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The Journal of Sports Medicine and Physical Fitness 2022 February;62(2):250-7

DOI: 10.23736/S0022-4707.21.11971-1


lingua: Inglese

Mild hyperbaric oxygen for the early improvement of mood disturbance induced by high-intensity exercise

Ai TAKEMURA 1, 2 , Nobuhiko EDA 1, 3, Tatsuya SAITO 4, Kazuhiro SHIMIZU 1

1 Department of Sports Research, Japan Institute of Sport Sciences, Kita-ku, Japan; 2 Graduate School of Arts and Sciences, Department of Sports Sciences, Tokyo, Japan; 3 Department of Fundamental Education, Premedical Sciences, Dokkyo Medical University, Shimotsuga, Japan; 4 Department of Sports Science, Japan Institute of Sport Sciences, Kita-ku, Japan

BACKGROUND: Excessive training stress can result in decreased performance and deep fatigue due to hormonal changes. There are few available data on recovery methods for mood disturbance, especially fatigue, after high-intensity training. This study, therefore, aimed to examine the effects of mild hyperbaric oxygen at 1.3 atmospheres absolute with 31% oxygen on mood disturbance induced by high-intensity exercises.
METHODS: Ten healthy adult men participated in and completed 2 trials: the control (CON) trial and the mild hyperbaric oxygen (MHO) trial. In a randomized crossover design, each subject cycled for 60 min at the physical work capacity at 75% of their maximal heart rate and were subsequently exposed to the CON and MHO conditions for 60 min as the recovery period.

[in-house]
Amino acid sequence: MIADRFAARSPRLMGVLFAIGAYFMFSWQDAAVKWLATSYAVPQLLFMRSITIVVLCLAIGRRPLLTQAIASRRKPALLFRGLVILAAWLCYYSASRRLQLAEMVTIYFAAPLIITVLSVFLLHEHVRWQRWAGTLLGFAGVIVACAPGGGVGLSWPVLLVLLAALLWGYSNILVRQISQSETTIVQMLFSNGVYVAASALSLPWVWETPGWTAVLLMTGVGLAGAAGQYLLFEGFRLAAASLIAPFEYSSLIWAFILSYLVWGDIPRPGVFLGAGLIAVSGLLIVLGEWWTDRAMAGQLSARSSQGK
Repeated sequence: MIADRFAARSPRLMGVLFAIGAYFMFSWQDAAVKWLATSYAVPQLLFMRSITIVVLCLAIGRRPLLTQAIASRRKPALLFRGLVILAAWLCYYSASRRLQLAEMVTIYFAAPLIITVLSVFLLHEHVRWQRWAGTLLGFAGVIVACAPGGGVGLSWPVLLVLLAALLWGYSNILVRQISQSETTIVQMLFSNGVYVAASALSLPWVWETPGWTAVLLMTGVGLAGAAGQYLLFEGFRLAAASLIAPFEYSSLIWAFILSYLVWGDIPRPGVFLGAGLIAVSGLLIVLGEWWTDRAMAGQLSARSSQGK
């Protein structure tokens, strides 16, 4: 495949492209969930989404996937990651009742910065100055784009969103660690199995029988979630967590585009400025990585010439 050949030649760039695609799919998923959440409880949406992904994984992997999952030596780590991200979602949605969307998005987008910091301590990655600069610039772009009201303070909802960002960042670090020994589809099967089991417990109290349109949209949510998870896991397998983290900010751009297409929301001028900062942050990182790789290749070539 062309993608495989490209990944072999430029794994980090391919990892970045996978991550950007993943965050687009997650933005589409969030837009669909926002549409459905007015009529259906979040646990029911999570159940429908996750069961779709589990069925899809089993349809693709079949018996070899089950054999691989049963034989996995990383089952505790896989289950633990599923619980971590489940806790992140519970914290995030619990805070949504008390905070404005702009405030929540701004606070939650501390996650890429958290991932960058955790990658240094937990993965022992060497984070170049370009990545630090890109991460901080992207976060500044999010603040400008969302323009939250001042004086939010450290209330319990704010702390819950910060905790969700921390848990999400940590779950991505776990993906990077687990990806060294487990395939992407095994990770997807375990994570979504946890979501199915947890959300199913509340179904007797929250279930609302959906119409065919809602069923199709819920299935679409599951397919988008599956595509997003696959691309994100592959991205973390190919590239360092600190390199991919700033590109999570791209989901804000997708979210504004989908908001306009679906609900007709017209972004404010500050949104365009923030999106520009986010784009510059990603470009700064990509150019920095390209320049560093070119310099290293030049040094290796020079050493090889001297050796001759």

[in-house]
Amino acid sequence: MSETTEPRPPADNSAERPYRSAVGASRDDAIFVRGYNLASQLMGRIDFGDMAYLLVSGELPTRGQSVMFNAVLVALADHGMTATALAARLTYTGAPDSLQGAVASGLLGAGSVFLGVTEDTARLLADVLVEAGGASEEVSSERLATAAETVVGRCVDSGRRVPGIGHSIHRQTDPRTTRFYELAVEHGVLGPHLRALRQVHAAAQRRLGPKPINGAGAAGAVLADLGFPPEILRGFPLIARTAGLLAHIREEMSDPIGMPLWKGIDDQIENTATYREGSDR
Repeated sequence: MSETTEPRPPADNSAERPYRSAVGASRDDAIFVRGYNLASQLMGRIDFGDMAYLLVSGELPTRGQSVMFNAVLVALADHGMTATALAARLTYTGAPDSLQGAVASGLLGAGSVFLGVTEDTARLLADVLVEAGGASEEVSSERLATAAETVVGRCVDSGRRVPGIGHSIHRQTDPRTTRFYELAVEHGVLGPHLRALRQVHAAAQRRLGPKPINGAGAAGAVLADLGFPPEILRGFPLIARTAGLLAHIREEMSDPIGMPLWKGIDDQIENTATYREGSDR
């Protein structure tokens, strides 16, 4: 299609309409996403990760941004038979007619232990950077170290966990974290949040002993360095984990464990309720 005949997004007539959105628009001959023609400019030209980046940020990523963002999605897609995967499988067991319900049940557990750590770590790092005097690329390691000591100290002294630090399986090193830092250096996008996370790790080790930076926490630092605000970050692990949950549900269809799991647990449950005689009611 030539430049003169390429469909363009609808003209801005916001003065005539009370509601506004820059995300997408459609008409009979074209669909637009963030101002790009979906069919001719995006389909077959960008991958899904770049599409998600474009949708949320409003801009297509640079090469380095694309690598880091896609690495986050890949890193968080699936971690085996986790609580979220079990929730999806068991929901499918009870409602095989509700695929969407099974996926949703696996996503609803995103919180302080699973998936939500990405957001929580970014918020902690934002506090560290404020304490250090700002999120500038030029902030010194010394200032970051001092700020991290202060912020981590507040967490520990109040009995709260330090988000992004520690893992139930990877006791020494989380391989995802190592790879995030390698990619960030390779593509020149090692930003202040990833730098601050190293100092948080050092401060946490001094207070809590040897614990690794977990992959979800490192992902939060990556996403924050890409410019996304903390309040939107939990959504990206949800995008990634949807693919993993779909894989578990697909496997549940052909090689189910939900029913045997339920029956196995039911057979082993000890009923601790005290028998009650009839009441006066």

RESULTS: During the 20 to 40 min recovery time points, the average change ratio of heart rates was lower in the MHO trial than in CON (P<0.05). We observed that the fatigue-inertia, tension-anxiety, and total mood disturbance Profile of Mood States (POMS) scores decreased 60 min post-exercise in the MHO trial, but no differences of these scores were observed in the CON trial. There were no differences in oxidative stress, derived-reactive oxygen metabolites, and biological antioxidant potential between both trials. These results suggest that impaired mood states induced by high-intensity exercise can be improved early by MHO without any changes in oxidative stress. This improvement may be associated with decreased heart rate secondary to MHO exposure after the high intensity exercise.
CONCLUSIONS: We conclude that MHO can improve mood disturbances, especially in the fatigue-inertia and tension-anxiety domains, after high-intensity exercise. This study suggest that MHO is potentially an effective recovery method for mood states after high-intensity training.

KEY WORDS: Hyperbaric oxygenation; High-intensity interval training; Mood disorders; Fatigue; Oximetry

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